Not so long ago, I wrapped up another wonderful session of E-School LIVE, my hands-on endo CE course, and it inspired me to document the many successes that came out of the weekend.
This event is where dentists who have finished my online E-School with Coaching course come to my practice in North Carolina for some guided, real-life endo practice. I bring in live patients, and dentists arrive to refine their root canal skills over the course of four wonderful days. They get to try out my equipment and tools, and we provide $50,000 in free dental care to the greater Charlotte community! Plus, their assistants come, too!
Talk about a good time!
The next session of E-School LIVE is open now, so find out more here. I like to keep these groups small, so everyone can get personalized attention from my team and me—so don’t wait!
My favorite day of E-School LIVE is the third day. At this point, the students’ nerves start to settle, and there is an air of confidence and excitement that fills the operatories. The students go from hands shaking and totally unsure of what to do (Day 1 for sure!), to confident and consistent (that’s Day 3 territory!).
There is no doubt that this is a tough and immersive CE training experience. It’s made to push you to think critically and to really apply what you learn in E-School with Coaching. Let’s face it, knowledge without application is useless, so I take you to your limits while I have you in person with me!
What Can You Learn from a Hands-on Endo CE Course? Let’s Start with Warm Vertical Condensation.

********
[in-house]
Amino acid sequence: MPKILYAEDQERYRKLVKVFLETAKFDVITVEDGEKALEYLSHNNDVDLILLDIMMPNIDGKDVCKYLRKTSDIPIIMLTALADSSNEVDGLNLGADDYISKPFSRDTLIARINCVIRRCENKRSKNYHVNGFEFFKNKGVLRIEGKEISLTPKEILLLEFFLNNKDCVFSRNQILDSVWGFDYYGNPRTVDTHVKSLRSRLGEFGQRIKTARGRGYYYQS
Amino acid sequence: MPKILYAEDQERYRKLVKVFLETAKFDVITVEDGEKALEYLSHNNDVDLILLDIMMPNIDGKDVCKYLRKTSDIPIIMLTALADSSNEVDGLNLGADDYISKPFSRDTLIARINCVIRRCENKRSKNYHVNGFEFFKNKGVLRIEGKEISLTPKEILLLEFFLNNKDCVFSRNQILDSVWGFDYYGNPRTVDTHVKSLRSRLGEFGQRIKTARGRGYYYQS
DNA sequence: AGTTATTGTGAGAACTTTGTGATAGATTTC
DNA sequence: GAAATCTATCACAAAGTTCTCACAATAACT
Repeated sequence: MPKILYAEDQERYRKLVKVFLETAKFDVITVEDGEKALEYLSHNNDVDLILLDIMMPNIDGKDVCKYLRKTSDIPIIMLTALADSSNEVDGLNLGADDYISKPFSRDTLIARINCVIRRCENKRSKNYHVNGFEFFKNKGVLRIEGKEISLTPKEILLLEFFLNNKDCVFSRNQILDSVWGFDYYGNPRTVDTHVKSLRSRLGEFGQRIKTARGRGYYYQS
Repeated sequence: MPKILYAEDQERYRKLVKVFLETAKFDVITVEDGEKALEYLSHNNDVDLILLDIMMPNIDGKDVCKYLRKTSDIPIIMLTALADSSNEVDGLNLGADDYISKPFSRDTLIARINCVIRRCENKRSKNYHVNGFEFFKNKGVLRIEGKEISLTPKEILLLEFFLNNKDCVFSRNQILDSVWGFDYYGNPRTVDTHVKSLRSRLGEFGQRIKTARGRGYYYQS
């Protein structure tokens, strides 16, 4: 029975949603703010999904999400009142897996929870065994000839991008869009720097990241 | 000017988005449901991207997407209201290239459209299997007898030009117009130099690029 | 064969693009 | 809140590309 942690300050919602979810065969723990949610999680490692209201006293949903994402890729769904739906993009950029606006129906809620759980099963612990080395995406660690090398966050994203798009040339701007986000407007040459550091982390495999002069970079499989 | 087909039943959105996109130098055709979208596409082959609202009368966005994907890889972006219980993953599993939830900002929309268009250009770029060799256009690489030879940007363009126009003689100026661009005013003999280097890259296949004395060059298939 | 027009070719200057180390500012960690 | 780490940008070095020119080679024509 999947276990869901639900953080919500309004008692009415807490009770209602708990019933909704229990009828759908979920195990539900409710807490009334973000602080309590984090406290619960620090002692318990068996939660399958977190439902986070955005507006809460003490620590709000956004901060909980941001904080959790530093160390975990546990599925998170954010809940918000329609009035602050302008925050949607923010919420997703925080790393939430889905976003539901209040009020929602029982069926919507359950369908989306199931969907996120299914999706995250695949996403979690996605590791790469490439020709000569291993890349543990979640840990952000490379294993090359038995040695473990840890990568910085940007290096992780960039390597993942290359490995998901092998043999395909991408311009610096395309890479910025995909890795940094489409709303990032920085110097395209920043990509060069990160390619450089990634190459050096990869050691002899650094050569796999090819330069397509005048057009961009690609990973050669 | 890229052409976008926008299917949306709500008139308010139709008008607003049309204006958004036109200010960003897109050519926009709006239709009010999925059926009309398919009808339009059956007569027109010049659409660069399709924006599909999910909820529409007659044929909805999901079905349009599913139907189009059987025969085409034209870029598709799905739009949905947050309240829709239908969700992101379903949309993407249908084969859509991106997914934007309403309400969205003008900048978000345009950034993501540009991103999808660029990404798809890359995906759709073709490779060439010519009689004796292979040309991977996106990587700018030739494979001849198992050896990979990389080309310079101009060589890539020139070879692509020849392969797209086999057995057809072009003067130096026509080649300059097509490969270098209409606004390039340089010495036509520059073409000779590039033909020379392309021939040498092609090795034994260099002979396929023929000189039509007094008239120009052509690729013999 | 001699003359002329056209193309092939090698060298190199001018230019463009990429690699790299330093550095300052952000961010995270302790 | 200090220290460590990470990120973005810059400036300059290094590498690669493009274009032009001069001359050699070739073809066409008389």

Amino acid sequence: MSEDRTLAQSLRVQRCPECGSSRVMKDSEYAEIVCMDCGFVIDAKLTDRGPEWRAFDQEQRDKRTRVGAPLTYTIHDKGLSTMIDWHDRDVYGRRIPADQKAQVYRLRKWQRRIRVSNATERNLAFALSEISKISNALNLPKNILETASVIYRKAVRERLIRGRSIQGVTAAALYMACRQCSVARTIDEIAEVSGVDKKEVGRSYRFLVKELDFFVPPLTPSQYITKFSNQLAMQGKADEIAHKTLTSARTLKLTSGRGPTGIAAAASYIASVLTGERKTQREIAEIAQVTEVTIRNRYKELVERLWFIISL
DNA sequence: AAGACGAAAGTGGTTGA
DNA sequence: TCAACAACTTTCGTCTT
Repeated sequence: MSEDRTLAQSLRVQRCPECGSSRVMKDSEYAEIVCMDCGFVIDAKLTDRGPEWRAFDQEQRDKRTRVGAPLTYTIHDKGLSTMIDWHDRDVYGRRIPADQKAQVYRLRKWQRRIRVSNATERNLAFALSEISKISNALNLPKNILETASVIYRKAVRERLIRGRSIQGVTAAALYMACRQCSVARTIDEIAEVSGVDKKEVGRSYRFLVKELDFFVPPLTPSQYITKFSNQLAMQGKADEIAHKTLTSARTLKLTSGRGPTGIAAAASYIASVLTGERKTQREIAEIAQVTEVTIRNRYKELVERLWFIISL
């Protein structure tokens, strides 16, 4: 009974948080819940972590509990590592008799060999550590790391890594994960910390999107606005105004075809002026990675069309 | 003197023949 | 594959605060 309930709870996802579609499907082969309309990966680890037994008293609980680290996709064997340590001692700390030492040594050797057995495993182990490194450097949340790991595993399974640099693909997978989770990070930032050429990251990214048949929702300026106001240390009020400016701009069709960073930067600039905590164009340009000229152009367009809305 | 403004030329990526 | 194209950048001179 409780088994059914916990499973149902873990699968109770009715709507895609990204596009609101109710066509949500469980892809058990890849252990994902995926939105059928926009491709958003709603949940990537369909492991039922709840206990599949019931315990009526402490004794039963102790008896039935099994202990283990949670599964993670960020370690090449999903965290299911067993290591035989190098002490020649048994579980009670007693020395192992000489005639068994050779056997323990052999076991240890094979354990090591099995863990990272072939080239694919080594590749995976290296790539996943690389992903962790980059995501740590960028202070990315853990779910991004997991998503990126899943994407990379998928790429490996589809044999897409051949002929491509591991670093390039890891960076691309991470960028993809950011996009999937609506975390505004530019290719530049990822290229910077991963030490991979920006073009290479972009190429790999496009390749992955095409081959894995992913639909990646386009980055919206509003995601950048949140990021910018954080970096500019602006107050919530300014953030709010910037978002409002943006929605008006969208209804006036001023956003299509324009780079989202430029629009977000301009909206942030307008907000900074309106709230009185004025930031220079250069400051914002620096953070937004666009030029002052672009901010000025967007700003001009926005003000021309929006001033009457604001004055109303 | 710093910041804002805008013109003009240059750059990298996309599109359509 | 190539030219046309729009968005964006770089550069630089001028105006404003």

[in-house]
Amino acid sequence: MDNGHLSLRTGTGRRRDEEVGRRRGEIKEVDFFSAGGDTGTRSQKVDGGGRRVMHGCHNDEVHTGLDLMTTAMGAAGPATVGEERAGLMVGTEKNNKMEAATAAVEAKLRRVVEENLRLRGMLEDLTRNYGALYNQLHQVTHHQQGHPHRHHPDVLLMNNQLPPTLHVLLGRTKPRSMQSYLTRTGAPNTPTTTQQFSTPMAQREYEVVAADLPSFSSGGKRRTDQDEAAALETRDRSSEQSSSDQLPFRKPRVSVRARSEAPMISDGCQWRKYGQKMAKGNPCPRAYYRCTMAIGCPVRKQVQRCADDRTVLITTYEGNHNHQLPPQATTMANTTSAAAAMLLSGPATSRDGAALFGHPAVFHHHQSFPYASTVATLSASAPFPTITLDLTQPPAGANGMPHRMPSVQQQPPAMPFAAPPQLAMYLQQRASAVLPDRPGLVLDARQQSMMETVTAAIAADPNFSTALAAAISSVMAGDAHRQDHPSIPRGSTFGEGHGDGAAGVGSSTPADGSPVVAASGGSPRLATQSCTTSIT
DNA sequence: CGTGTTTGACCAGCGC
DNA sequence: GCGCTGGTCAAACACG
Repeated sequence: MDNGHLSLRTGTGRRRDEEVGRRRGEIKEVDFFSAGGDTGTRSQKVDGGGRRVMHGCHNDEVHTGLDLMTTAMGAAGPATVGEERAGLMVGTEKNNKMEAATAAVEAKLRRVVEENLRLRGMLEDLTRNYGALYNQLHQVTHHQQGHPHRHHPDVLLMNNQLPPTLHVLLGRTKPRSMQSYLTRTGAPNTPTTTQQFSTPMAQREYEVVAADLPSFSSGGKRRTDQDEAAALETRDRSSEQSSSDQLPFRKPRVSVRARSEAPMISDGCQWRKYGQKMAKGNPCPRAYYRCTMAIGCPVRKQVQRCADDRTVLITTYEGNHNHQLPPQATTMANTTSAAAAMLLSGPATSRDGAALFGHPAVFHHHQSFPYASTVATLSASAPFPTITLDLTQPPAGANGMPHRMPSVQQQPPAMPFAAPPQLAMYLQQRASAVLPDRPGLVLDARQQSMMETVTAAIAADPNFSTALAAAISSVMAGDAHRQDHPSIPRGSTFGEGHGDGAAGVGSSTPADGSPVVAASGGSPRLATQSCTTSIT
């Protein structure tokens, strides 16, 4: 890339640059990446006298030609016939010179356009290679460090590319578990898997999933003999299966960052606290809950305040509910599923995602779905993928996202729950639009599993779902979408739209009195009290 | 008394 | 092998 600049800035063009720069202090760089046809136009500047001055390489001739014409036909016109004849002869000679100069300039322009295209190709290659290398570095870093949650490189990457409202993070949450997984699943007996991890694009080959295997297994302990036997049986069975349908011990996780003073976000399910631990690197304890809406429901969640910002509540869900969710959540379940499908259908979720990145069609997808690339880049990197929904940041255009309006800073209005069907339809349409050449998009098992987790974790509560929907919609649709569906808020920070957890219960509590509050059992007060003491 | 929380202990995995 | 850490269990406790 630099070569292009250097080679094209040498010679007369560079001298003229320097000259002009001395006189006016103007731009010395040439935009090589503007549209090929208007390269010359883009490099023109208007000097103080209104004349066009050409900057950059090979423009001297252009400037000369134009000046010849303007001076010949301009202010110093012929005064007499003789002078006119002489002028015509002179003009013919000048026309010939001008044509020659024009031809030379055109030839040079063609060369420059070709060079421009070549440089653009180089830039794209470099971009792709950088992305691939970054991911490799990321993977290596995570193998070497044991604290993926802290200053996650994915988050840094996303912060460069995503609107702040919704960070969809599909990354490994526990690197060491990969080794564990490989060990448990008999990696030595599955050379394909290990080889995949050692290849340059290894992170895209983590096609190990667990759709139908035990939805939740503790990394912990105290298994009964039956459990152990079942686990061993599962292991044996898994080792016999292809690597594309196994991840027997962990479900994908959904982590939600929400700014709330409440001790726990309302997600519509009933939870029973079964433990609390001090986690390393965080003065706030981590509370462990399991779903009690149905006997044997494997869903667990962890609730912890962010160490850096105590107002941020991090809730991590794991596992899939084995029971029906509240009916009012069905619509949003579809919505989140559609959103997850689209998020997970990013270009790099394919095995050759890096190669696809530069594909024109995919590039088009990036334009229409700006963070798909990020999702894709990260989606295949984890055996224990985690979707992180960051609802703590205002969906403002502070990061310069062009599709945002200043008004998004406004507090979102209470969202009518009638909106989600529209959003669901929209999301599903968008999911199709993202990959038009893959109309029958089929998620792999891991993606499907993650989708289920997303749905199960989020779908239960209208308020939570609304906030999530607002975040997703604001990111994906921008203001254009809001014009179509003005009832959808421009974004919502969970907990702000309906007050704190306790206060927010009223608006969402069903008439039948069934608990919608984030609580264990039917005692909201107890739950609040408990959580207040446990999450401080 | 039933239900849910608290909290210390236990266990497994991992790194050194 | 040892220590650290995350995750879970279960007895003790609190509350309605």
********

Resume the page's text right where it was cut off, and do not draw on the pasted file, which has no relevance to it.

It’s common to struggle with any skill that is new to you! I actually really love that we ran into some issues and struggles at the recent E-School LIVE because my students were able to fix them in real-time and get some real meaningful practice.
A consistent struggle I have noticed in my many years of providing hands-on dental training is warm vertical condensation. It seems many people are afraid to do it! They love doing a single cone technique because it is so easy. So one thing that I want to make sure every student takes away from the weekend is a greater comfort level with warm vertical condensation.
Why? Because it doesn’t matter what size your canal is, small or wide, you can predictably fill it with warm vertical condensation.
Let me walk you through some examples.
We were doing teeth #6 and 7 on this patient. Tooth #6 was a breeze, and there were no hiccups.
To be honest, that kind of disappointed me, because I always want to turn those hiccups into lessons so that this hands-on endo CE course is seriously hands-on and offers dentists lots of insight on how to navigate similar problems when they’re back in their own practices! If everything goes perfectly during the weekend, there are not that many takeaways too, well, take away.
Nonetheless, this case did help a dentist gain some confidence in doing root canal therapy since she had never done one before.
Both teeth were very sensitive to cold but had no pain to percussion. The diagnosis: Symptomatic Irreversible Pulpitis and Normal Apical Periodontium for teeth #6 and 7.
Teachable Moments from our Hands-On Dental Training
You can see how beautifully #6 was treated. That fill is sooooo homogenous, right? That was one of our favorite words that weekend, hah!
And #7 was going real smooth… that is, until the downpack.
The backfill gave us some trouble, with a bubble in the final fill. So, I had my student try to redo it.
And she did, and it actually ended up making it worse.
I know she was frustrated, but this is the kind of real-world problem that occurs in the operatory, and we need to learn how to fix it when these things happen. Seriously. This stuff still happens to me all the dang time. And it is so important to learn from teachable moments like this!
Now, my students are rock stars, but part of the benefit of E-School LIVE is I’m there as their mentor. Standing right by their side the whole time.